In the second example, Barbara paid $12,000 of state and local taxes in 2018, but after application of Section 164(b)(6) she was only able to deduct $10,000. Her total itemized deductions for 2018 were $15,000, and in 2019 she received a state income tax refund of $750 due to her overpayment of state income taxes in 2018. Because the refund is less than the amount by which Barbara’s SALT deduction was limited under Section 164(b)(6), her total itemized deductions wouldn’t have been affected if she had paid the correct amount of taxes in 2018, and no portion of the state income tax refund is taxable in 2019.

In the third example, Charlie paid $11,000 of state and local taxes in 2018, but after application of Section 164(b)(6) she was only able to deduct $10,000. Her total itemized deductions for 2018 were $15,000 and in 2019 she received a state income tax refund of $1,500 due to her overpayment of state income taxes in 2018. Because Charlie’s SALT deduction was reduced by $1,000 under Section 164(b)(6), if she had paid the correct amount of taxes in 2018, her total itemized deductions would have been reduced by $500 if she had paid the correct amount of taxes in 2018, and only $500 of the state income tax refund is taxable in 2019.

In the fourth example, Diana paid $10,250 of state and local taxes in 2018, but after application of Section 164(b)(6) she was only able to deduct $10,000. Her total itemized deductions for 2018 were $12,500, and in 2019 she received a state income tax refund of $1,000 due to her overpayment of state income taxes in 2018. Because Diana’s SALT deduction was reduced by $1,000 under Section 164(b)(6), if she had paid the correct amount of taxes in 2018, her total itemized deductions would have been reduced by $750 to $11,750 if she had paid the correct amount of taxes in 2018. Because that would bring Diana’s itemized deductions below the $12,000 standard deduction, she actually only benefited from $500 of the overpayment, and only $500 of the state income tax refund is taxable in 2019.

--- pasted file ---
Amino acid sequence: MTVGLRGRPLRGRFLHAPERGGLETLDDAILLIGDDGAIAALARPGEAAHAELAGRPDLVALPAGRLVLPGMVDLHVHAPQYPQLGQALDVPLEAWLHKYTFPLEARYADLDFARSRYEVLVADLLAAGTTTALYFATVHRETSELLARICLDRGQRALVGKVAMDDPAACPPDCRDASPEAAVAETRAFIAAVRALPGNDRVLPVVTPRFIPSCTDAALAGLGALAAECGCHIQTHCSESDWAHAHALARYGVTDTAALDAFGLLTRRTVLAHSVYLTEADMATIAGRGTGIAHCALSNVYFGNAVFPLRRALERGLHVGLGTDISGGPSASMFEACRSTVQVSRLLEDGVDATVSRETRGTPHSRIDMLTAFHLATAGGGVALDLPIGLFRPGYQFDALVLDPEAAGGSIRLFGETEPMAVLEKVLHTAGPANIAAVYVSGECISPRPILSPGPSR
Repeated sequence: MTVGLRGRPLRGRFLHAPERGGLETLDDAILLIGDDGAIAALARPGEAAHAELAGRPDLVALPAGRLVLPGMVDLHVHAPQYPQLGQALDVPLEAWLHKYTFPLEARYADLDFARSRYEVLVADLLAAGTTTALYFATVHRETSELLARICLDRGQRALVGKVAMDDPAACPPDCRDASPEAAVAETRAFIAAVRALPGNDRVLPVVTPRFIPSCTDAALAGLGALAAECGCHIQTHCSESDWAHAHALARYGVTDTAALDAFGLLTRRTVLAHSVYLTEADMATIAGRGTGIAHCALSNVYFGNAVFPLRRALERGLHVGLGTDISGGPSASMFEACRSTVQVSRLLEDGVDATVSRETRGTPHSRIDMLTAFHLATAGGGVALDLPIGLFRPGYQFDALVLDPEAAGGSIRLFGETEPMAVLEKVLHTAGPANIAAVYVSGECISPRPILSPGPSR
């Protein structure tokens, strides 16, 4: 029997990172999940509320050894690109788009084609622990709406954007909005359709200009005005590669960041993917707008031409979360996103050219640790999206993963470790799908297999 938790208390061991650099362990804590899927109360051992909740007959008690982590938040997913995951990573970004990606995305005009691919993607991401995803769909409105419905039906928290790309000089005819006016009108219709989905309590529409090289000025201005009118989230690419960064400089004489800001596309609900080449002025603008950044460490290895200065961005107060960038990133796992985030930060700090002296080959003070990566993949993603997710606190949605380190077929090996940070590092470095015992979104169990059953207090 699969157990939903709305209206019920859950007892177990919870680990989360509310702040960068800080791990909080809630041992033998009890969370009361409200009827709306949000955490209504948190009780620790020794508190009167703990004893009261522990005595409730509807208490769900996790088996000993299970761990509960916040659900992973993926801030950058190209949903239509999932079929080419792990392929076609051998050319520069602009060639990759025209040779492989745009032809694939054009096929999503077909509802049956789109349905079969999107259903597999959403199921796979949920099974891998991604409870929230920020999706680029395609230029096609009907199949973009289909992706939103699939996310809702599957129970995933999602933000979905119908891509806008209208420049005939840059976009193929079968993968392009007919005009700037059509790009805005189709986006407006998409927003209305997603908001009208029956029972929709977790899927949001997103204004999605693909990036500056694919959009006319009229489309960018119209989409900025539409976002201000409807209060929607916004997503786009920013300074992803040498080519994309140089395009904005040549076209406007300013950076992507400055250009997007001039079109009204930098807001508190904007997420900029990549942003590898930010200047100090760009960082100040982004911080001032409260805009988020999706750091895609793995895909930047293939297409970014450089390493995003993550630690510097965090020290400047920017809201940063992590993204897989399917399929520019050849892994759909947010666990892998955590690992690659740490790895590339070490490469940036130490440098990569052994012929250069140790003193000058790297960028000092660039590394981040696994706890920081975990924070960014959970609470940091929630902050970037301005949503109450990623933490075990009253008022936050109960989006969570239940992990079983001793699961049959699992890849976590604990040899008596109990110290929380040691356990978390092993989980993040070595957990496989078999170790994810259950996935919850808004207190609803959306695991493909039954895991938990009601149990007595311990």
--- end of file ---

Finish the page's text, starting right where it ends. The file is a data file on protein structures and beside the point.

Bottom Line

As these examples show, and as the ruling notes, determining whether a SALT refund is includible in a taxpayer’s gross income comes down to whether the taxes that were refunded moved the needle in terms of calculating the taxpayer’s taxable income in a prior year. The SALT refund will be income to the extent the taxpayer’s deductions would have been lower had she just not overpaid her state income tax in the first place. If paying only the right amount of taxes wouldn’t have changed anything on the taxpayer’s federal return, then the SALT refund won’t be taxable income in the year received.